We demonstrate a high attendance rate and good adherence to treatment recommendations in patients evaluated in a multidisciplinary FMD clinic. The comprehensive nature of the clinic and expertise from multiple specialists may facilitate patient acceptance of the diagnosis, which is generally considered an important prognostic factor. Evaluations by the psychologist and physical therapist help to uncover psychosocial factors and psychiatric comorbidities, define functional limitations and optimise treatment planning. Formation of a strong therapeutic bond helps patients to feel confident in the treatment process and gives assurance that recovery is possible.

We believe that a multidisciplinary approach meets several needs for this patient population. First, it addresses patients’ symptoms and comorbidities in an integrated manner. The team approach also facilitates communication between specialists, is convenient for patients and promotes a coordinated treatment effort. Additionally, referrals to our clinic from 12 US states highlight the unmet need for specialised care for patients with FMD. Given the high prevalence of FMD in neurological practice and the often chronic, disabling nature of this disorder primarily affecting patients in their most productive years, optimising care for this patient population is of crucial importance.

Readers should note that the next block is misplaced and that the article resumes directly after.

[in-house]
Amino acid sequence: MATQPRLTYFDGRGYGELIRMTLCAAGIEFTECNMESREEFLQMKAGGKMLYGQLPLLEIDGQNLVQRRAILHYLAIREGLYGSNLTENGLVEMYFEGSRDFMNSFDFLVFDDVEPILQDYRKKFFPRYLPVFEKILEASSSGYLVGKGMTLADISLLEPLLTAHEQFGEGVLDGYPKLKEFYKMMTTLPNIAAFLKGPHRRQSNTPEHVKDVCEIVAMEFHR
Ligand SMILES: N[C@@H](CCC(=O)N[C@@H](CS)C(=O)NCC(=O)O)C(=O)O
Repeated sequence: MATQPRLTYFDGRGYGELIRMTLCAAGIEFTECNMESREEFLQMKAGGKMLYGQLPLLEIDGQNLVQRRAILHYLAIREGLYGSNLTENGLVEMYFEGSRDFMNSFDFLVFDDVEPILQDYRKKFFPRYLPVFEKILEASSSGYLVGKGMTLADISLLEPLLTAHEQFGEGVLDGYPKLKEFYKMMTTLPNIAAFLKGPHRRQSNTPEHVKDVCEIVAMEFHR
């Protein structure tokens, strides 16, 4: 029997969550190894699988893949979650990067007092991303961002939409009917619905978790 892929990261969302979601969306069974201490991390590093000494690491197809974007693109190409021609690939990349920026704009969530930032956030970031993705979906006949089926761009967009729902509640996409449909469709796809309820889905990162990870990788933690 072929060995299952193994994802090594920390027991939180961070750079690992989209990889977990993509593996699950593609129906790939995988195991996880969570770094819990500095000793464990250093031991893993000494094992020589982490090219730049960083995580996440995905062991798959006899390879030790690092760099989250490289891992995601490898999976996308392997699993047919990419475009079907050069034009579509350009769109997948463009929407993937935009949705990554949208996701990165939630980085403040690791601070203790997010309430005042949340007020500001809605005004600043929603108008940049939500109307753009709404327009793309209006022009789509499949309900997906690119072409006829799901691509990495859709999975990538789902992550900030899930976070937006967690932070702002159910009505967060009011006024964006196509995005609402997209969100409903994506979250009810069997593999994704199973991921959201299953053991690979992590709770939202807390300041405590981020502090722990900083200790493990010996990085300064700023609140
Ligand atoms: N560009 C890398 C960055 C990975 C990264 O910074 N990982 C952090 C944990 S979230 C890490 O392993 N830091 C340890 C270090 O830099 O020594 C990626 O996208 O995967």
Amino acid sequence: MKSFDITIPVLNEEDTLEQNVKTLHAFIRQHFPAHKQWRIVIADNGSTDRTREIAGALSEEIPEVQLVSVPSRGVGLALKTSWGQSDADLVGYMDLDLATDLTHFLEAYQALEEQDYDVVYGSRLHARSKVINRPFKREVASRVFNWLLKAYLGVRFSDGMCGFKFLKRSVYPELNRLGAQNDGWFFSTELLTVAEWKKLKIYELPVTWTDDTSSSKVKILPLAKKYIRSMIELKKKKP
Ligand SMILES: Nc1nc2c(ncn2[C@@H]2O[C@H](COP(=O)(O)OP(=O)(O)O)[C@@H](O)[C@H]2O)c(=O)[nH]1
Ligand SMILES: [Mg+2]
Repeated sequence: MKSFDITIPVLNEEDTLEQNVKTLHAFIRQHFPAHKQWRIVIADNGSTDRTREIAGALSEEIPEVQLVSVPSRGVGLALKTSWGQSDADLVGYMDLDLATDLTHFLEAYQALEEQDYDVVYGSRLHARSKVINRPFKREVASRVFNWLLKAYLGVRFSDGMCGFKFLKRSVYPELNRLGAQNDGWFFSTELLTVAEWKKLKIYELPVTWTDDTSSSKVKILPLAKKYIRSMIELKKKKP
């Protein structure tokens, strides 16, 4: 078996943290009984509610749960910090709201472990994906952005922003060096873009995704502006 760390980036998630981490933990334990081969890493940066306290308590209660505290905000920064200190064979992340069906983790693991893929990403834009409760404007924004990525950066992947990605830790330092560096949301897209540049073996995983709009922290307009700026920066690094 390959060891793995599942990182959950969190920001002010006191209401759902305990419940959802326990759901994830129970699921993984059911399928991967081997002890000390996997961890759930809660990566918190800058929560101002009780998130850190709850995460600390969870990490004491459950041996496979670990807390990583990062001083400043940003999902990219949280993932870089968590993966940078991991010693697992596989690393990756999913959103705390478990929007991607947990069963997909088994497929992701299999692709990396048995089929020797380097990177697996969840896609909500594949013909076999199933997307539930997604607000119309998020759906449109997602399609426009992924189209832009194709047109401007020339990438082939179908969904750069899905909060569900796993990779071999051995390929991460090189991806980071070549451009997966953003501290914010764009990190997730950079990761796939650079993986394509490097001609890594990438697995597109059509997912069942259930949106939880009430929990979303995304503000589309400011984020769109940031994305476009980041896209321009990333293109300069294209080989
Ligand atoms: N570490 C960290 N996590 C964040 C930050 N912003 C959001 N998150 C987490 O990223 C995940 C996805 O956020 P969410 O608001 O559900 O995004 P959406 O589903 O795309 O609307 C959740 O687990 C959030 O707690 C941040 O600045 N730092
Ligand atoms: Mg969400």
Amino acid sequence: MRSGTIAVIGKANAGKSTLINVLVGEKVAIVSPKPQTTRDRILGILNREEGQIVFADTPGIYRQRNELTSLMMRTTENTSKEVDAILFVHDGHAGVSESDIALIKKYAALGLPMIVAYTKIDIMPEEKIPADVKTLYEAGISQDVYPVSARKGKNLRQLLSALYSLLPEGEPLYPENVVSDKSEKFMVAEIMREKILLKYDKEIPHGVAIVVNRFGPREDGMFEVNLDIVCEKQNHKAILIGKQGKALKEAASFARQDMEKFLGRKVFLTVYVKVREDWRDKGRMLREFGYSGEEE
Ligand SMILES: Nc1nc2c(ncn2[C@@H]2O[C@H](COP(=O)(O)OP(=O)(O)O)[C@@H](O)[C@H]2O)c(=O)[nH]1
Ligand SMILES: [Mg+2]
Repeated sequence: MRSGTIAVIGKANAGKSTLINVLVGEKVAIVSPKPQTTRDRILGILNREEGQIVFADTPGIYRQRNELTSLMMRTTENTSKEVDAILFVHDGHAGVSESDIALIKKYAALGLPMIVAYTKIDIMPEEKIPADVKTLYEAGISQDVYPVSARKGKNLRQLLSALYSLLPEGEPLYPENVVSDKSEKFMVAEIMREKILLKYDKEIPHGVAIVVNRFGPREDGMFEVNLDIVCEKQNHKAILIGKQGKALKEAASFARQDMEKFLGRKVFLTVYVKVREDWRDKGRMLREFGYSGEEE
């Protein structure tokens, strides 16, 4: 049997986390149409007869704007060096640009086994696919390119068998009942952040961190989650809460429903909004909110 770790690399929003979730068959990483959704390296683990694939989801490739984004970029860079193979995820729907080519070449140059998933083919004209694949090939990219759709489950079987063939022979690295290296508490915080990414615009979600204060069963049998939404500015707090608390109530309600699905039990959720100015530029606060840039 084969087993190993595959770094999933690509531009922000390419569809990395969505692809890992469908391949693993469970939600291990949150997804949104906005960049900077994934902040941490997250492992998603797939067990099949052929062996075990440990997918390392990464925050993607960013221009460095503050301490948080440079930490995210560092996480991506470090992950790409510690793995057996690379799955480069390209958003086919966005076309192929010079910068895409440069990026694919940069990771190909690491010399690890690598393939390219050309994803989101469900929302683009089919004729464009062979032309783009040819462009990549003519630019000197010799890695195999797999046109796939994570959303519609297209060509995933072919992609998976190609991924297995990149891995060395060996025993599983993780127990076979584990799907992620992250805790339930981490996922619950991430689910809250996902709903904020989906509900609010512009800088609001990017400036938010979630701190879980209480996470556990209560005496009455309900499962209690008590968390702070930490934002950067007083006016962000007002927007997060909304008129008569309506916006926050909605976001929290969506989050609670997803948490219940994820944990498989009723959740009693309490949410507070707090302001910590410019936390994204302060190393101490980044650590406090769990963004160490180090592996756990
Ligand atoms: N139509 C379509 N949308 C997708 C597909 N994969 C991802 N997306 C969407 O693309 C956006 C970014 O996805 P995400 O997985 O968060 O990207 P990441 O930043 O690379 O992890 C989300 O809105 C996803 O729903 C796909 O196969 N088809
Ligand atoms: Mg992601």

Our study has several limitations, including a selection bias towards patients willing and able to travel to a referral centre for diagnostic confirmation and treatment of FMD. The study was planned retrospectively; however, all patients seen within the first year of the clinic were included in the analysis.


In conclusion, we believe that multidisciplinary FMD clinics provide valuable care in a time-efficient manner. Further research is needed to study long-term outcomes for patients receiving care at specialised FMD centres.


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  • Contributors AEJ contributed to the collection of data, conducted literature searches and complied and analyzed the data. She also wrote the first draft. CAS, MEJ, ARR, KMP, DLK, DST and KLF contributed to the collection of data, execution of the project, and review and critique of the manuscript. KLF developed the concept for this study.

  • Competing interests None declared.

  • Ethics approval Institutional Review Board.

  • Provenance and peer review Not commissioned; externally peer reviewed.